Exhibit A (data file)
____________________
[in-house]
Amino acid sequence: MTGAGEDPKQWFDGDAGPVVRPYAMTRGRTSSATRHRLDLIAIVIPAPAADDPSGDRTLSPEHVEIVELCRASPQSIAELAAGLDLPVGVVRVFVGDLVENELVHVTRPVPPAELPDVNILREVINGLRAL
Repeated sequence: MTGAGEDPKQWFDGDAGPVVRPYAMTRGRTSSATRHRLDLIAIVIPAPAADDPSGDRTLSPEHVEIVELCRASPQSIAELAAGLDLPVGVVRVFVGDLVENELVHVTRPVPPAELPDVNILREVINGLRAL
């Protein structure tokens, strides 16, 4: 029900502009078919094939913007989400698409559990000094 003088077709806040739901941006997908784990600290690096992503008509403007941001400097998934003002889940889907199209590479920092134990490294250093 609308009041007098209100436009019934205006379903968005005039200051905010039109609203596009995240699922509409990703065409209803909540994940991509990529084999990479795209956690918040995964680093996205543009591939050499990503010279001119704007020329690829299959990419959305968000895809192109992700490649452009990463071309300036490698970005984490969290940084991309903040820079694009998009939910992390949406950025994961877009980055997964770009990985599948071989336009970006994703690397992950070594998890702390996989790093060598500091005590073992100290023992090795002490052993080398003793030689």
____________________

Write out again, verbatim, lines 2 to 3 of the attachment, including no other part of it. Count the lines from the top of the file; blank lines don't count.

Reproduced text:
Amino acid sequence: MTGAGEDPKQWFDGDAGPVVRPYAMTRGRTSSATRHRLDLIAIVIPAPAADDPSGDRTLSPEHVEIVELCRASPQSIAELAAGLDLPVGVVRVFVGDLVENELVHVTRPVPPAELPDVNILREVINGLRAL
Repeated sequence: MTGAGEDPKQWFDGDAGPVVRPYAMTRGRTSSATRHRLDLIAIVIPAPAADDPSGDRTLSPEHVEIVELCRASPQSIAELAAGLDLPVGVVRVFVGDLVENELVHVTRPVPPAELPDVNILREVINGLRAL